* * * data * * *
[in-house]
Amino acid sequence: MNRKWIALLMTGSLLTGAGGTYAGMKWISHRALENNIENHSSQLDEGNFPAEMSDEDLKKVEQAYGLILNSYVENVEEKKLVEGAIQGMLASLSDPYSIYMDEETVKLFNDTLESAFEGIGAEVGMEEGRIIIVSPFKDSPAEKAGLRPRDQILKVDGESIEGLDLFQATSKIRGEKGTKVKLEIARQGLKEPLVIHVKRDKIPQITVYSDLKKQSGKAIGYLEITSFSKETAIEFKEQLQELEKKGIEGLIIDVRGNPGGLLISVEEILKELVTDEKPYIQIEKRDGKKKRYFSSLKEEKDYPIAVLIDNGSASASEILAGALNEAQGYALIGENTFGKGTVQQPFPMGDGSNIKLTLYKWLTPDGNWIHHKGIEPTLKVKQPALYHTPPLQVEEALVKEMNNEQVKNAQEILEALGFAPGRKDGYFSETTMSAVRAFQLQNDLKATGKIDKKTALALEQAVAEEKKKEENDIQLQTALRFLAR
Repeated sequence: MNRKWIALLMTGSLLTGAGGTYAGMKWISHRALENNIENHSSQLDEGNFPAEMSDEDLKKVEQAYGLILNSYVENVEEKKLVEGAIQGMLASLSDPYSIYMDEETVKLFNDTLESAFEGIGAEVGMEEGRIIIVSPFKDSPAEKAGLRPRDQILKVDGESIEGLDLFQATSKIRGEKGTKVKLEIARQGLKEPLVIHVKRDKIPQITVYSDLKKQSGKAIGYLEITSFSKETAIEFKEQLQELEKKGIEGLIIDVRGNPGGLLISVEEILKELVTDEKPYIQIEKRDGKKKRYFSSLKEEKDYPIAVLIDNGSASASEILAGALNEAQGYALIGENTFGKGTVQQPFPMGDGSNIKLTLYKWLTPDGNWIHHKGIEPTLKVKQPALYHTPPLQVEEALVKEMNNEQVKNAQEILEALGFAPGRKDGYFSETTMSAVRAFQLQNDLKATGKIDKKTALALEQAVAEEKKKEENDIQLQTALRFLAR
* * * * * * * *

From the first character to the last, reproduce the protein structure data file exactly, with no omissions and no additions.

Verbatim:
[in-house]
Amino acid sequence: MNRKWIALLMTGSLLTGAGGTYAGMKWISHRALENNIENHSSQLDEGNFPAEMSDEDLKKVEQAYGLILNSYVENVEEKKLVEGAIQGMLASLSDPYSIYMDEETVKLFNDTLESAFEGIGAEVGMEEGRIIIVSPFKDSPAEKAGLRPRDQILKVDGESIEGLDLFQATSKIRGEKGTKVKLEIARQGLKEPLVIHVKRDKIPQITVYSDLKKQSGKAIGYLEITSFSKETAIEFKEQLQELEKKGIEGLIIDVRGNPGGLLISVEEILKELVTDEKPYIQIEKRDGKKKRYFSSLKEEKDYPIAVLIDNGSASASEILAGALNEAQGYALIGENTFGKGTVQQPFPMGDGSNIKLTLYKWLTPDGNWIHHKGIEPTLKVKQPALYHTPPLQVEEALVKEMNNEQVKNAQEILEALGFAPGRKDGYFSETTMSAVRAFQLQNDLKATGKIDKKTALALEQAVAEEKKKEENDIQLQTALRFLAR
Repeated sequence: MNRKWIALLMTGSLLTGAGGTYAGMKWISHRALENNIENHSSQLDEGNFPAEMSDEDLKKVEQAYGLILNSYVENVEEKKLVEGAIQGMLASLSDPYSIYMDEETVKLFNDTLESAFEGIGAEVGMEEGRIIIVSPFKDSPAEKAGLRPRDQILKVDGESIEGLDLFQATSKIRGEKGTKVKLEIARQGLKEPLVIHVKRDKIPQITVYSDLKKQSGKAIGYLEITSFSKETAIEFKEQLQELEKKGIEGLIIDVRGNPGGLLISVEEILKELVTDEKPYIQIEKRDGKKKRYFSSLKEEKDYPIAVLIDNGSASASEILAGALNEAQGYALIGENTFGKGTVQQPFPMGDGSNIKLTLYKWLTPDGNWIHHKGIEPTLKVKQPALYHTPPLQVEEALVKEMNNEQVKNAQEILEALGFAPGRKDGYFSETTMSAVRAFQLQNDLKATGKIDKKTALALEQAVAEEKKKEENDIQLQTALRFLAR